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However, it’s far from the first film break out the handcuffs, so we’ve decided to delve into cinema history to look at eleven movies that have focused on kink and BDSM.

Take a look below, and let us know your own favorites in the comments.

Sure, it’s a bit judge-y and questionably coded in places (not least when Clint enters a “Cruising”-esque gay bar, though it’s diffused somewhat by a semi-jokey suggestion of his bisexuaity), but it’s still a fascinating curio in Eastwood’s career. It’s another classic film dealing in masochism and sexual perversion that had Roger Ebert famously disappointed (see “The Night Porter” above), but it’s clear that when Ebert calls Lynch out on “whistling that it was all in fun,” there’s a clear misunderstanding of the director’s attempt to satirize and expose the frivolity of suburban society.

The notorious scene of Mac Lachlan’s earnest, naked, college kid Jeffrey hiding in Dorothy’s (Rossellini) closet, and watching Hopper’s deranged and psychotic Frank Booth inhaling unidentified gas and screaming for mommy ranks right up there among the most disturbing sexually perverse scenes ever put on film.

“Last Tango In Paris” (1972)Once filmmakers were free to portray sexuality more openly from the 1960s onwards, it took a little while for kink to appear in cinemas frequented by audiences other than the raincoat crowd, though films like Mario Bava‘s “The Whip & The Body” and Luis Bunuel‘s “Belle De Jour” included some elements as such.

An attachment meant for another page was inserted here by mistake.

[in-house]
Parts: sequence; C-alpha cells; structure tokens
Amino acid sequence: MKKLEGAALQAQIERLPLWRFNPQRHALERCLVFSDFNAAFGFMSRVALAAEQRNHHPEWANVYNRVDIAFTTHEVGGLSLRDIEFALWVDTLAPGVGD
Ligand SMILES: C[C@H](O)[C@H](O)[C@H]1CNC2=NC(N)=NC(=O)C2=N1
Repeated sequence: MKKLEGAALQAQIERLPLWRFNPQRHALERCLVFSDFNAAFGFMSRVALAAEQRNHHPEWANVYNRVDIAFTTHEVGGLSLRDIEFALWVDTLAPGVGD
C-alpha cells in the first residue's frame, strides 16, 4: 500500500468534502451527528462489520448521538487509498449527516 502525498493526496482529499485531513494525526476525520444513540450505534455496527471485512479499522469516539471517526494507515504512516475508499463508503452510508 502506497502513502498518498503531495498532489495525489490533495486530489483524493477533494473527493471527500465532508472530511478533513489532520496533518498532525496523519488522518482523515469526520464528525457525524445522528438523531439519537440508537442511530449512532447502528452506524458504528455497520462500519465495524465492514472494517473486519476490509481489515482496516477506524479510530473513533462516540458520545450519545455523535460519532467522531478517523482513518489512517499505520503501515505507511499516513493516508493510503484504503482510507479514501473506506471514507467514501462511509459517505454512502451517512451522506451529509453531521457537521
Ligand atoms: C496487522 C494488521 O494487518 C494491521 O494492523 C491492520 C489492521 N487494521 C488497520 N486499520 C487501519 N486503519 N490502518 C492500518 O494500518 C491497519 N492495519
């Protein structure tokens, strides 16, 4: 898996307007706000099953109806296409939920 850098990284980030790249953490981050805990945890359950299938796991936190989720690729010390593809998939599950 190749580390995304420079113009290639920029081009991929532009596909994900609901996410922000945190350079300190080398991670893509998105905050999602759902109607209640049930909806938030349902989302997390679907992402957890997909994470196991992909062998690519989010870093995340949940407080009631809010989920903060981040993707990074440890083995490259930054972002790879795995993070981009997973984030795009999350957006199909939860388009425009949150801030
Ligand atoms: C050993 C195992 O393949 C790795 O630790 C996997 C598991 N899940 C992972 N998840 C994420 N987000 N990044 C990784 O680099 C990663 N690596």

If your inclinations line up with the film’s ensemble, there might be some allure (though the presence of Kier is, frankly a little off-putting), but the characters are so blank, the material so repetitive, and the direction so cheap and shoddy (and often unintentionally funny, like the LOL-tastic owl mask that O wears at the end) that it’s typically hard for the non-inclined to get anything out of it.“Wages Of Fear” and “Les Diaboliques” helmer Henri-Georges Clouzot unsuccessfully attempted to mount an adaptation at one point, but it eventually reached the screen thanks to “Emmanuelle” director Just Jaeckin in 1975.It’s largely plot-free, involving a young woman called O (Corinne Cleary) whose lover Rene (Udo Kier) brings her to a chateau to be initiated in the world of sadomasochism by his step-brother Sir Stephen (Anthony Steel).With sinister flashbacks, painstakingly involved composition and claustrophobic scenes of the present, Cavani utilizes BDSM in provocative ways, smearing the psychological makeup of people stuck in the past with tremendous results.“Story Of O” (1975)Published in 1954, Anne Declos’ Marquis de Sade-influenced novel “Story Of O” (published under the nom de plume Pauline Reage) was one of the most important literary works in introducing BDSM to a wider audience —as a literary phenomenon, it was inevitable that the book would make it to the screen at some point.

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